Some longtime defenders of indexed annuities are trying to head off efforts to impose any new requirements for insurance agents to act in clients’ best interest.
The annuity defenders, at the Fixed Annuity Consumer Choice (FACC) Campaign, are trying to get attention for their position: that regulators should stick with the current suitability for fixed annuities, and end efforts to apply a best interest standard to agents.
FACC has put out a new comment letter describing the best interest proposals now under consideration at the U.S. Securities and Exchange Commission and at the National Association of Insurance Commissioners as “essentially a reincarnation” of the U.S. Department of Labor’s fiduciary rule.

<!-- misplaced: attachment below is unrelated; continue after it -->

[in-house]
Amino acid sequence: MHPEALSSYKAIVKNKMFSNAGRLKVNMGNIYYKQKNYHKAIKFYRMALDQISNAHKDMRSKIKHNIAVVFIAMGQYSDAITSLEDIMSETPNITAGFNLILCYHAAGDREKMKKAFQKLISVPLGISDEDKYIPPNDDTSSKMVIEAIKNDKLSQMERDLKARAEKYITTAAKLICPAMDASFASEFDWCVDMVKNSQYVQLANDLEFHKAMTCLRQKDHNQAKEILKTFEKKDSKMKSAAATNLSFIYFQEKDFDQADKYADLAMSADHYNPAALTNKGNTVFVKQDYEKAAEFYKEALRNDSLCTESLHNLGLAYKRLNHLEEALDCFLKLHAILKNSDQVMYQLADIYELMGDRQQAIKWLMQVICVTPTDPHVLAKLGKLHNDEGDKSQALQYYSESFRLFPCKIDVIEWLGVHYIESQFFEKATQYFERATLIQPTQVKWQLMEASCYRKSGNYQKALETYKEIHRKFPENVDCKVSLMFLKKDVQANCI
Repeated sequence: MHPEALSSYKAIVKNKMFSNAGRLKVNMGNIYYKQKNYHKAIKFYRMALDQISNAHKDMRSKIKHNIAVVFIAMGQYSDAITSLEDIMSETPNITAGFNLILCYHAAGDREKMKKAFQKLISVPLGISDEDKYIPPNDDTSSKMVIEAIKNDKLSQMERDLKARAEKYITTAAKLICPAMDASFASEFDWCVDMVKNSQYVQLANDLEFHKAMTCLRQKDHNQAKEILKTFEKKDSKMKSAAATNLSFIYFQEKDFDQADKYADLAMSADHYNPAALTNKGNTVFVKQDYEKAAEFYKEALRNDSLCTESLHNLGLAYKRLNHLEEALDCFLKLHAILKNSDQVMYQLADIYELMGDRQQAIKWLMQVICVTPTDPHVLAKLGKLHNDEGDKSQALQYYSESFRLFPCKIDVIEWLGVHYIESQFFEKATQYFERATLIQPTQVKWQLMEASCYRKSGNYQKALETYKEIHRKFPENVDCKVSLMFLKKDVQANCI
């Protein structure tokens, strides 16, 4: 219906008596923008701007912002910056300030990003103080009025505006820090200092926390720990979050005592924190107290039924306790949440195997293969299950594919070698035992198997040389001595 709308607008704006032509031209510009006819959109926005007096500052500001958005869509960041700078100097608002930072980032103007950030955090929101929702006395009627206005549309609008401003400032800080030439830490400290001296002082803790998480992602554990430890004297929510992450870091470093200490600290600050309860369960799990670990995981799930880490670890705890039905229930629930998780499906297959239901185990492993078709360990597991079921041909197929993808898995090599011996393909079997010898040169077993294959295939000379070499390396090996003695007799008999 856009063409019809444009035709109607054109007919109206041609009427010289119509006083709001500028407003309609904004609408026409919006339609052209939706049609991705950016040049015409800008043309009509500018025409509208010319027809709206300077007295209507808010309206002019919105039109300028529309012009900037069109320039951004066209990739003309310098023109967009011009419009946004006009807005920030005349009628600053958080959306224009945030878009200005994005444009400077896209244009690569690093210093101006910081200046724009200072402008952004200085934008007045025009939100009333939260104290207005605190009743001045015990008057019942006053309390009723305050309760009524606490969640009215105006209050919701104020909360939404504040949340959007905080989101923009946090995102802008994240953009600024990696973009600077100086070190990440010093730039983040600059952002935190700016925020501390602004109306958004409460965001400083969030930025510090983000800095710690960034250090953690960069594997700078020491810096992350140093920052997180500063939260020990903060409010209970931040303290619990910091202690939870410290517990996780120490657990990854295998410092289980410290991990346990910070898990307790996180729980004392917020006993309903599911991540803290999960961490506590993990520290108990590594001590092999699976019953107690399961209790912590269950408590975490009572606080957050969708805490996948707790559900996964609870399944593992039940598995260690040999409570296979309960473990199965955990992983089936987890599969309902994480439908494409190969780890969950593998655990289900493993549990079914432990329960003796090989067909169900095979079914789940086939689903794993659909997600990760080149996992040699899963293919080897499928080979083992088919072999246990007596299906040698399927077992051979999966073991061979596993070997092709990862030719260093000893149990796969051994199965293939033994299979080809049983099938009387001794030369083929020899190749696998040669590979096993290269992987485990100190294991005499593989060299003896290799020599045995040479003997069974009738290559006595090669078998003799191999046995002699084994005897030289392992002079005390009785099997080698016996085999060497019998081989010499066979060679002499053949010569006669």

A three-judge panel at the 5th U.S. Circuit Court of Appeals issued a decision last week that appears to kill the DOL rule.
“Best interest is a fiduciary concept,” FACC says in a letter commenting on the 5th Circuit decision. “Many have admitted best interest is just another means by which to impose fiduciary standards and duties on agents.”
Insurance agents already have a legal duty to provide clients with accurate information, provide full disclosure, and ensure that any recommendations are suitable and meet a client’s needs and objectives, FACC says.
“But agents are not fiduciaries and should not be saddled with fiduciary obligations that will only beget confusion and litigation, and in the end destroy the vitality of the fixed insurance industry and deprive consumers of high quality fixed insurance products,” FACC says.